Exhibit B: All I ever want to wear in the summer is a dress. I am not so good at the whole coordination aspect of dressing so whenever I only have to wear one piece of clothing it's a win! And isn't this dress so wonderful? I think it is what summer would wear if seasons could wear clothing. I like that it has that sort of half modern/half retro feel too. I think it's lovely. Plus again affordable! Not like Old Navy cheap but cheaper by far than this dress would cost if it was sold on the actual J. Crew website.

Exhibit C: Okay these were Jenna Lyon's pick so maybe it's not that original, but I agree whole-heartedly with Jenna here. I think these shoes are also so perfect for hot, humid days. They're cool and just a little bit funky, and I think they would look fabulous with either my new white bootleg jeans or my flowy summer dress.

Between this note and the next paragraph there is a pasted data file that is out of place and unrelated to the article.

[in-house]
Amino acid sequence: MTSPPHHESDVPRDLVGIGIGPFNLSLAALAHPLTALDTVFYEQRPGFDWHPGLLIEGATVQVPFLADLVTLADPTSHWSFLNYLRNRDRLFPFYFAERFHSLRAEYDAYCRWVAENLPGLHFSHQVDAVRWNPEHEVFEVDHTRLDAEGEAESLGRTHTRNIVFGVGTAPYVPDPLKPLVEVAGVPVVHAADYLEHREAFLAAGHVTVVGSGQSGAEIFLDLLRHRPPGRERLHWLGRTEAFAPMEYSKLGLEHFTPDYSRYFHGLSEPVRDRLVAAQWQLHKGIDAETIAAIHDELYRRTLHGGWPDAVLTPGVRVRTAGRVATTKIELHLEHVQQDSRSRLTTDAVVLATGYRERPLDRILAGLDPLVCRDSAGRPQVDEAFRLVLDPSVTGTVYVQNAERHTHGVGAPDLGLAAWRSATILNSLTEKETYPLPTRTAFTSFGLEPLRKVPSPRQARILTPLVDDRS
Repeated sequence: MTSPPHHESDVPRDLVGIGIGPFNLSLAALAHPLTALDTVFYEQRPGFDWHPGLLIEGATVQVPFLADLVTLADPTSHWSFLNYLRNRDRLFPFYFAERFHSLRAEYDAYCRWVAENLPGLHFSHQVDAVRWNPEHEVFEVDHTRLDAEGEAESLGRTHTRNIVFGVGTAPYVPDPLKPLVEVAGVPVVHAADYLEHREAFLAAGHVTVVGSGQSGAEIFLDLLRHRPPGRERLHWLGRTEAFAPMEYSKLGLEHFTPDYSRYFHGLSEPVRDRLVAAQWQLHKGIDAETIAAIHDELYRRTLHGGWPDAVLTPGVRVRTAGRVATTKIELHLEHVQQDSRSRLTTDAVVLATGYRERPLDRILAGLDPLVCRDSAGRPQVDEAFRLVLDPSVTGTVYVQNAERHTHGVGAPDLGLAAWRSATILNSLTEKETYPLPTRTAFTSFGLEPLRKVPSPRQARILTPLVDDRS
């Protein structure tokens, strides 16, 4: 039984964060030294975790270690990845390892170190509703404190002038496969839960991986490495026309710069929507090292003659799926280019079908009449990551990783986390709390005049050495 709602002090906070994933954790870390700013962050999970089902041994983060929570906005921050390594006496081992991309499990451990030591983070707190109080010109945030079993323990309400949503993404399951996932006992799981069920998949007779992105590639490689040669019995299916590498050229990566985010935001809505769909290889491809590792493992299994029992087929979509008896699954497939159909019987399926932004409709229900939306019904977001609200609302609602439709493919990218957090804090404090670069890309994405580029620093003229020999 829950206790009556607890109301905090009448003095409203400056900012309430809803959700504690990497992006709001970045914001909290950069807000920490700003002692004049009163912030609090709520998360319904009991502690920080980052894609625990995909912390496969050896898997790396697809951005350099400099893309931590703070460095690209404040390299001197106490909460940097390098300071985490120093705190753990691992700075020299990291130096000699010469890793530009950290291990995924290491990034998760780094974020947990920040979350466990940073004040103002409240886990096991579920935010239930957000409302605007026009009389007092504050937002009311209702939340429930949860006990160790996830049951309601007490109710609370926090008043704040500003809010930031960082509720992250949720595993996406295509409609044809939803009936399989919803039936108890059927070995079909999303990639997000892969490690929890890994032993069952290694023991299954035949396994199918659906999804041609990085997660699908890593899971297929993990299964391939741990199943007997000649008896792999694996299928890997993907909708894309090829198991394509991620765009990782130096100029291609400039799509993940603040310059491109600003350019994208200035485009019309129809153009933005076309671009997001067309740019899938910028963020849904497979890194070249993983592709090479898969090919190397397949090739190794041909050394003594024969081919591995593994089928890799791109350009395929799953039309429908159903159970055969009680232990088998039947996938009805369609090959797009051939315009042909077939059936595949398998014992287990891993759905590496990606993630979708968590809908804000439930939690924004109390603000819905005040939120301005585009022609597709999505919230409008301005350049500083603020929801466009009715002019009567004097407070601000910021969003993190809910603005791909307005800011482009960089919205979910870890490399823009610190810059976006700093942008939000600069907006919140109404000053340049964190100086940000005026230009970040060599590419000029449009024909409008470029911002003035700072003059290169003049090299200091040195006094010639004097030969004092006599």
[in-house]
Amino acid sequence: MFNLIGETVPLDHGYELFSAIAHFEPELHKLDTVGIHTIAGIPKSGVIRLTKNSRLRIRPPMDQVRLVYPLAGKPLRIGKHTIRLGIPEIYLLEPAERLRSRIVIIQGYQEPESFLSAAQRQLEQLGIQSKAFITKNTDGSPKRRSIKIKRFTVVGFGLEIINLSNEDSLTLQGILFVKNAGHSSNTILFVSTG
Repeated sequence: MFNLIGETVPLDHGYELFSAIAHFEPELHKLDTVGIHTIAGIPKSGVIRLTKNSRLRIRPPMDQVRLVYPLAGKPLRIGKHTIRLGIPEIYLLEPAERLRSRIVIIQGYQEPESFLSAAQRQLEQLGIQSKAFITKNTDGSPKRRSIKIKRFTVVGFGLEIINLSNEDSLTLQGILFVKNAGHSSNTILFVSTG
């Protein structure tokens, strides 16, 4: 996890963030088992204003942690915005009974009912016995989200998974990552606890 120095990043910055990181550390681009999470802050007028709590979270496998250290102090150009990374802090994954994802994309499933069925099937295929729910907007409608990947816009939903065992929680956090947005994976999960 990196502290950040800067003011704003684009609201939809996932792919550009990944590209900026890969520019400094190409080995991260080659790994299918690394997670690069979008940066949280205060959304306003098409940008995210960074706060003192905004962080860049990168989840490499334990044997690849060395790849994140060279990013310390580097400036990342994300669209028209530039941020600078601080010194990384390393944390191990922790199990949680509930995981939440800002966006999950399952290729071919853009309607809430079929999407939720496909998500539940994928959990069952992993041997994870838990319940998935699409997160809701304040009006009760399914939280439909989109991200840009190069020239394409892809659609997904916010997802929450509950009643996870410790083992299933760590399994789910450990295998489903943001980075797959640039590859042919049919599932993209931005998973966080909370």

I will now spend the rest of the day resisting every urge I have to buy these things with money I do not have.

this should be read by everyone with a teenage son or who will ever have a teenage son

An op-ed piece by Maureen Dowd. And a pretty searing indictment of a culture that allows young men to grow up learning that women are objects and targets rather than human beings.

"Time for a curriculum overhaul. Young men everywhere must be taught, beyond platitudes, that young women are not prey."

Friday, June 4, 2010

Diatribe Redux: Ways to Help with the Oil Spill

So I've alternated between bursting into tears and wanting to throw myself off a bridge when I think about the oil spill. But I do believe there are more useful ways to channel my anger. If you like me are so inclined to do something other than wail at God or beat your head against a wall in frustration, you can visit this website for lots of great ways to help: